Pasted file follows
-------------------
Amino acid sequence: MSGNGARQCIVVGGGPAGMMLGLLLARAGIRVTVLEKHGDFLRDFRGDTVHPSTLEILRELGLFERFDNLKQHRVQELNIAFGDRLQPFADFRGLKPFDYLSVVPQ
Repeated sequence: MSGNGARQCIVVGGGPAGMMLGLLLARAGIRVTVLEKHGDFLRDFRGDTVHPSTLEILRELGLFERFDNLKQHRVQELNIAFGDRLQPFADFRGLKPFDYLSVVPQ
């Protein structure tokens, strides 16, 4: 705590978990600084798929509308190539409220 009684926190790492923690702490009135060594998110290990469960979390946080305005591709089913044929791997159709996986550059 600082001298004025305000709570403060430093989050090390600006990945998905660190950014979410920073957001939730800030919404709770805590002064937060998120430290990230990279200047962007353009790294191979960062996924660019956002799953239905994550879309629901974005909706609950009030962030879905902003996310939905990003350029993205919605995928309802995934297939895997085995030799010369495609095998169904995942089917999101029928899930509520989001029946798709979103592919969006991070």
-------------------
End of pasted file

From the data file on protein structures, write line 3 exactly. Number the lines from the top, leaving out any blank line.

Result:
């Protein structure tokens, strides 16, 4: 705590978990600084798929509308190539409220 009684926190790492923690702490009135060594998110290990469960979390946080305005591709089913044929791997159709996986550059 600082001298004025305000709570403060430093989050090390600006990945998905660190950014979410920073957001939730800030919404709770805590002064937060998120430290990230990279200047962007353009790294191979960062996924660019956002799953239905994550879309629901974005909706609950009030962030879905902003996310939905990003350029993205919605995928309802995934297939895997085995030799010369495609095998169904995942089917999101029928899930509520989001029946798709979103592919969006991070």